What an interesting six weeks it has been. If you’ve followed any of my journey, you know that I openly accepted the challenge of Coronacation. I’m a stay at home mom (for the most part) I’ve been training for this for 18+ years, right? And I’ve accepted that my role is to sit at home with all the comforts of a middle class life. And I had a bit of a meltdown at Aldi.
Here I am a few weeks later. Reemerged. Because I’m not going to dilute the truth. I got buried. I’ve always been a social media-ite. I like seeing what people are up to. But I have to tell you, it became a dangerous place for my mental wellbeing. I would read posts about how I should learn a new language during stay-home-stay-safe (SHSS). I should write a book. I shouldn’t do anything new, because just dealing with the stress of this all is enough.
I turned to the news for hope. I found none there.
Every article I read felt like a shovelful of sand tossed onto me with my eyes and mouth open. I should wear gloves and a mask. I shouldn’t wear gloves. I should consider everyone I see as infected. There isn’t enough testing. It’s up to the states to figure this out. The president has absolute authority. It’s back up to the states to figure this out. The economy needs to reopen. People with big guns defied the SHSS order and are standing at the capitol, pissed that their rights are being trampled upon. Wait, what? I thought we were all in this together? Are you going to shoot the coronavirus?
What in the world? What is going on? Not only is sand getting tossed at my face, but the world is spinning out of control.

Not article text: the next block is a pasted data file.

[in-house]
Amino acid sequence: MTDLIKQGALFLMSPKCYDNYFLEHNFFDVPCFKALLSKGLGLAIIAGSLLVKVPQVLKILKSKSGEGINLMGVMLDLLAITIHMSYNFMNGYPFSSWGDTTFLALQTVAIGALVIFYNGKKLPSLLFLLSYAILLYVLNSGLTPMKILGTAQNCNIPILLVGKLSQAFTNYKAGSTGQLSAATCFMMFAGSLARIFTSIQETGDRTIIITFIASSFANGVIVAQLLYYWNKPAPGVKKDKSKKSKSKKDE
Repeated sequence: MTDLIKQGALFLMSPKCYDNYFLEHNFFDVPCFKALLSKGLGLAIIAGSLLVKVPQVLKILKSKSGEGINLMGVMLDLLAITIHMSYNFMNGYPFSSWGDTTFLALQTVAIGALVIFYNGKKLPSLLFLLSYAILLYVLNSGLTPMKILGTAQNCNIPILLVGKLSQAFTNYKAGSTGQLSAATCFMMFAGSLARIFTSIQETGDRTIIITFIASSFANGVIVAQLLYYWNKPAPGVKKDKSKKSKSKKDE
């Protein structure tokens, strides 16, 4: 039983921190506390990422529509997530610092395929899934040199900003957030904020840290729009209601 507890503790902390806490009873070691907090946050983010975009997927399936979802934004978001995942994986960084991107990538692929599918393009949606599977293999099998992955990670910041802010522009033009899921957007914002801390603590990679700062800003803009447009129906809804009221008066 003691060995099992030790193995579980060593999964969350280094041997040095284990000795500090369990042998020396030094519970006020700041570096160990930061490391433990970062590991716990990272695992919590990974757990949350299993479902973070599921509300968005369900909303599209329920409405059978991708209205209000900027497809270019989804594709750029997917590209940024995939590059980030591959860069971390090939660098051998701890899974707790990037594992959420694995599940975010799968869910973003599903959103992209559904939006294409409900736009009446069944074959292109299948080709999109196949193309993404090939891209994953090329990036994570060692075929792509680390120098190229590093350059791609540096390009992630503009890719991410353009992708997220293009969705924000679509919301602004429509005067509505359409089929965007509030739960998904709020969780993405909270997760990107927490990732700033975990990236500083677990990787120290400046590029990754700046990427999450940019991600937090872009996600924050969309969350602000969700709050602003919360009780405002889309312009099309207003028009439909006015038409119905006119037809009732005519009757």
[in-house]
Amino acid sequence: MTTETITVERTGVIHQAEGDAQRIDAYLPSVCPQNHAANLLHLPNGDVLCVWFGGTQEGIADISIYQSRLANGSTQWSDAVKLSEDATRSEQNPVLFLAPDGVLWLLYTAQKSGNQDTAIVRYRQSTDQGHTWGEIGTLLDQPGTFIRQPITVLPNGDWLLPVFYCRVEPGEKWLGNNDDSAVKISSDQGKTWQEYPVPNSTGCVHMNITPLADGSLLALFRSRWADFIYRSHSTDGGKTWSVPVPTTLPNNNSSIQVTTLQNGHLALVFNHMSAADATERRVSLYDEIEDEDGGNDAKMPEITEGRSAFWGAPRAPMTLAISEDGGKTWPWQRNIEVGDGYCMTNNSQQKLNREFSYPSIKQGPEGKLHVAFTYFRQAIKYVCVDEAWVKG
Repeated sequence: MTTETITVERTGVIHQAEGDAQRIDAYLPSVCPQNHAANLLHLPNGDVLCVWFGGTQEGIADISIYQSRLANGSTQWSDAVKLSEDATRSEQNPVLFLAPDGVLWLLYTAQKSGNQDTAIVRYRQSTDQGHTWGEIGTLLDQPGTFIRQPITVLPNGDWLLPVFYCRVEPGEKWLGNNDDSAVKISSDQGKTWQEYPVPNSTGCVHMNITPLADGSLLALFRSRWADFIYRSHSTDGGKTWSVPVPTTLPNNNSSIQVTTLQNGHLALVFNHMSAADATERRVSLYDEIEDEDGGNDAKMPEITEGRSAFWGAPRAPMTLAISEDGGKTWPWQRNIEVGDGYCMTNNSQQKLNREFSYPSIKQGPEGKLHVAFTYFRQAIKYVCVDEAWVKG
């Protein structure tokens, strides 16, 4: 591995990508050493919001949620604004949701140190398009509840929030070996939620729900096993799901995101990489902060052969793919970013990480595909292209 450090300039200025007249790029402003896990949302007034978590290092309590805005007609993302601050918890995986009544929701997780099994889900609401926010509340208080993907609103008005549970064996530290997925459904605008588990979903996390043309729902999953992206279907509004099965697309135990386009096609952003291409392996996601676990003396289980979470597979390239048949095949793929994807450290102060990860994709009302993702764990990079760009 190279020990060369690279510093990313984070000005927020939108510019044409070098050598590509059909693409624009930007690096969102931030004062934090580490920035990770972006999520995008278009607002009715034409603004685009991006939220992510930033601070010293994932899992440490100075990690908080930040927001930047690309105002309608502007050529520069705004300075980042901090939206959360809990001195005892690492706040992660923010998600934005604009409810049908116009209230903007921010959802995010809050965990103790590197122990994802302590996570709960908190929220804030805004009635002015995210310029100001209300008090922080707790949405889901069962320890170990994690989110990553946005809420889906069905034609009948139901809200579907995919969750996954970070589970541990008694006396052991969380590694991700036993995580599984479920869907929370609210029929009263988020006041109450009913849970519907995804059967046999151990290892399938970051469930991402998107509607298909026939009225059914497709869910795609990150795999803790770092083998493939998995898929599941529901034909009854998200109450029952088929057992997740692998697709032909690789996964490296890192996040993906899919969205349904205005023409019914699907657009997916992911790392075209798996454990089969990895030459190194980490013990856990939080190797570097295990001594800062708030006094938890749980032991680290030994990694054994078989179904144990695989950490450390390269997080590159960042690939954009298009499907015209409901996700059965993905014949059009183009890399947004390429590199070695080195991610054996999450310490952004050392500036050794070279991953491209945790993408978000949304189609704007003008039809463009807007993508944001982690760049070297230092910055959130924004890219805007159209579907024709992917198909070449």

While fighting the madness of everything around me, I found solace in organizing thousands of digital photos in preparation for my son’s “graduation.” Mixed into my personal photos are practice shots of food and landscapes from before I went pro. And then, from the fall of 2011, this:
I trained and completed my one and only half marathon. I was not a fast runner, but I did it. I didn’t know that I could. I got to thinking about how much I loved training. My kids were (obviously) 9 years younger. Running gave me a healthy reason to leave the house. I would get up early in the mornings and be gone for hours on Sundays for my long runs. Even when I ran with my training partner, who remains a bestie, it was unadulterated “me” time.
You know what I haven’t had in six weeks? Any “me” time. I’m used to being left alone for eight hours a day- just as my fam is used to being at work or school for 8 hours a day. We’ve all had to go through a major adjustment. Add to that dizzying amounts of information, opinion, suggestion, and politics from well intended friends, the kids’ schools, and the news. No wonder I was losing my grasp.
This morning I woke up early. Earlier than I had planned because something got knocked over at 4:50 am. I got dressed in the clothes I had laid out last night. And I got on the treadmill while it was still dark outside. It’s the first time in a long while that I took care of me before turning on the news. And you know what? I took it all in stride when I did finally turn it on. And then I turned it off and said aloud to no-one, “Nothing new.”
I am fortunate that I still remain at that second degree distance of knowing anyone ill from COVID-19 and my spouse remains employed. But there’s a whole ‘nother population of people that coronavirus can take down. Not just from the illness, but the impact of it: The overwhelming amount of information, misinformation, and outright lies being told. The endless stream of life tips and suggestions on how to survive the SHSS orders with flare and panache. Clean – organize – donate – protest – revamp – learn – sew – appreciate…
Every day is a new day. Begin with yourself, if you’re struggling. What do you need to optimize your chances of success? For many, we’ve been given the gift of time. Copious amounts of time that we cannot see ending. That alone is overwhelming. What do you need to grasp onto to pick yourself up with? Apparently, for me, it’s the rails of my treadmill.